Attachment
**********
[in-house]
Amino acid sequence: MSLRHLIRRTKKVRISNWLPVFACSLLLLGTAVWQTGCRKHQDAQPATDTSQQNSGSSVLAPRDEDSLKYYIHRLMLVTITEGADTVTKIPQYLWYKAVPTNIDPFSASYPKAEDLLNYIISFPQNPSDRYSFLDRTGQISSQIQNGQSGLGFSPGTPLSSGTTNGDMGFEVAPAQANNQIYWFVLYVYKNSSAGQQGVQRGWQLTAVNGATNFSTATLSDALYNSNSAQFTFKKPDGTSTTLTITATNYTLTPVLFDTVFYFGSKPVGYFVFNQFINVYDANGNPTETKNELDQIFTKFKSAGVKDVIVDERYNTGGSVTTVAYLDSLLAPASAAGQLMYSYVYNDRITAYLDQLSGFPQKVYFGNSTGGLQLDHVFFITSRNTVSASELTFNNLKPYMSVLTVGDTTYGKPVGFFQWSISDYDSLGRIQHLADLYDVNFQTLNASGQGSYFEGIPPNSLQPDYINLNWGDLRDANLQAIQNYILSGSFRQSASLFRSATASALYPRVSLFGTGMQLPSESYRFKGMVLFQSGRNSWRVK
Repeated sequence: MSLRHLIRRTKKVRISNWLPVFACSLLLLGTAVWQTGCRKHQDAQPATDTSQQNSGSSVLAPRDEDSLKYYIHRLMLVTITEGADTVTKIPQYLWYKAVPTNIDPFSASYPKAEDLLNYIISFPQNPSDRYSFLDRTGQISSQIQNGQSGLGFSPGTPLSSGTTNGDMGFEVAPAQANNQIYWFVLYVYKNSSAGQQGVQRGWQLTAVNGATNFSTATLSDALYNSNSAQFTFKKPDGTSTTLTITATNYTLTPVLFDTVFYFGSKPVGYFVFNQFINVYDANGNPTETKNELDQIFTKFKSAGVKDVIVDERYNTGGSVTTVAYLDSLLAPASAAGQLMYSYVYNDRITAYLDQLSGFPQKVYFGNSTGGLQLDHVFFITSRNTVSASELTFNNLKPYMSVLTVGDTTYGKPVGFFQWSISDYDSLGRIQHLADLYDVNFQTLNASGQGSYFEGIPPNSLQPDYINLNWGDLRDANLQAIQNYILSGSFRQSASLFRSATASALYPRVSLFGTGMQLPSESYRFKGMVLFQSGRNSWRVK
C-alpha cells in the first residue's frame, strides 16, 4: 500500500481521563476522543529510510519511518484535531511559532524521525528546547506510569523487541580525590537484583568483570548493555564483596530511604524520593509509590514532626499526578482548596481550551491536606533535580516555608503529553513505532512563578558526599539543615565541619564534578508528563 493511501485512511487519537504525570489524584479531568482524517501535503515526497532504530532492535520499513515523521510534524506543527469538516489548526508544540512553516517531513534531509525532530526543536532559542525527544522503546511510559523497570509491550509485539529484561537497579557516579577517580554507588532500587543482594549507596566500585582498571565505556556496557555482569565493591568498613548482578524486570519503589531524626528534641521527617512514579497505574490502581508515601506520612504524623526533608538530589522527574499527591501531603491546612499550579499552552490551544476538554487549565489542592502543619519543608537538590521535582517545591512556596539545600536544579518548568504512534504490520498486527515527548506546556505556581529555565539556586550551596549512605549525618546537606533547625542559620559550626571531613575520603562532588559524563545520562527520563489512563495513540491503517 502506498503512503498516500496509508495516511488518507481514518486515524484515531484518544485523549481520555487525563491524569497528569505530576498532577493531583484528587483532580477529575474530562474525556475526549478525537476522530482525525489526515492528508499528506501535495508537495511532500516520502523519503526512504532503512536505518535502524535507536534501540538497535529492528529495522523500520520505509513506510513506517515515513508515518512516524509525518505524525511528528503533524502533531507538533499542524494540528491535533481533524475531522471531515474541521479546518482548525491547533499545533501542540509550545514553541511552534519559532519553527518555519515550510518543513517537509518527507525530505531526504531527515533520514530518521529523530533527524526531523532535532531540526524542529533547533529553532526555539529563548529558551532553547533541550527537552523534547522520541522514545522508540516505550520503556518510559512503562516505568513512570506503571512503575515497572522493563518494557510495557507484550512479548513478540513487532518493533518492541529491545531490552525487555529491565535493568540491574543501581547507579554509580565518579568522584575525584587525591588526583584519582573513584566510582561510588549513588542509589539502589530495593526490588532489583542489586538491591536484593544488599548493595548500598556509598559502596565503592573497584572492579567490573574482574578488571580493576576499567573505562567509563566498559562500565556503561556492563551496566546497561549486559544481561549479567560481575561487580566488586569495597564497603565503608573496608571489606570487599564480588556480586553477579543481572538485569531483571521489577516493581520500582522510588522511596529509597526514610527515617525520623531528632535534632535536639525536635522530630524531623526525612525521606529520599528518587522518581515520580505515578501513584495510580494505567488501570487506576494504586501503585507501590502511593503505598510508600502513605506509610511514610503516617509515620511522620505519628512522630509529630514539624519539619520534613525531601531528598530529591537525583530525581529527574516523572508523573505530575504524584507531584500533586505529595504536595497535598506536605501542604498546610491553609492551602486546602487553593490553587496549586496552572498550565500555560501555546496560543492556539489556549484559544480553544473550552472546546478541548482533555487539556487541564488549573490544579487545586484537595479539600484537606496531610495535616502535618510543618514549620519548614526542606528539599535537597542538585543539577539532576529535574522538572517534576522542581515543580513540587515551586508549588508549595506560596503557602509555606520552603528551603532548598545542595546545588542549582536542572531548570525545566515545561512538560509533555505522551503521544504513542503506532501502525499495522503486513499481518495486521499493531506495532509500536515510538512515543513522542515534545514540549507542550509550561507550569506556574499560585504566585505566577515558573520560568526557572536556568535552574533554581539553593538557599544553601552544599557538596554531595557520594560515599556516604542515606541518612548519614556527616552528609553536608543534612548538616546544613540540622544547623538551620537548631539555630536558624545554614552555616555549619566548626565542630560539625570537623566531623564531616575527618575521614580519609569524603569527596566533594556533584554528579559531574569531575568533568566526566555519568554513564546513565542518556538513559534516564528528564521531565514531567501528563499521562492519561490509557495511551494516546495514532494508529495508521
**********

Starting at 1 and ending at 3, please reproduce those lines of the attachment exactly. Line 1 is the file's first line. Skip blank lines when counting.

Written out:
[in-house]
Amino acid sequence: MSLRHLIRRTKKVRISNWLPVFACSLLLLGTAVWQTGCRKHQDAQPATDTSQQNSGSSVLAPRDEDSLKYYIHRLMLVTITEGADTVTKIPQYLWYKAVPTNIDPFSASYPKAEDLLNYIISFPQNPSDRYSFLDRTGQISSQIQNGQSGLGFSPGTPLSSGTTNGDMGFEVAPAQANNQIYWFVLYVYKNSSAGQQGVQRGWQLTAVNGATNFSTATLSDALYNSNSAQFTFKKPDGTSTTLTITATNYTLTPVLFDTVFYFGSKPVGYFVFNQFINVYDANGNPTETKNELDQIFTKFKSAGVKDVIVDERYNTGGSVTTVAYLDSLLAPASAAGQLMYSYVYNDRITAYLDQLSGFPQKVYFGNSTGGLQLDHVFFITSRNTVSASELTFNNLKPYMSVLTVGDTTYGKPVGFFQWSISDYDSLGRIQHLADLYDVNFQTLNASGQGSYFEGIPPNSLQPDYINLNWGDLRDANLQAIQNYILSGSFRQSASLFRSATASALYPRVSLFGTGMQLPSESYRFKGMVLFQSGRNSWRVK
Repeated sequence: MSLRHLIRRTKKVRISNWLPVFACSLLLLGTAVWQTGCRKHQDAQPATDTSQQNSGSSVLAPRDEDSLKYYIHRLMLVTITEGADTVTKIPQYLWYKAVPTNIDPFSASYPKAEDLLNYIISFPQNPSDRYSFLDRTGQISSQIQNGQSGLGFSPGTPLSSGTTNGDMGFEVAPAQANNQIYWFVLYVYKNSSAGQQGVQRGWQLTAVNGATNFSTATLSDALYNSNSAQFTFKKPDGTSTTLTITATNYTLTPVLFDTVFYFGSKPVGYFVFNQFINVYDANGNPTETKNELDQIFTKFKSAGVKDVIVDERYNTGGSVTTVAYLDSLLAPASAAGQLMYSYVYNDRITAYLDQLSGFPQKVYFGNSTGGLQLDHVFFITSRNTVSASELTFNNLKPYMSVLTVGDTTYGKPVGFFQWSISDYDSLGRIQHLADLYDVNFQTLNASGQGSYFEGIPPNSLQPDYINLNWGDLRDANLQAIQNYILSGSFRQSASLFRSATASALYPRVSLFGTGMQLPSESYRFKGMVLFQSGRNSWRVK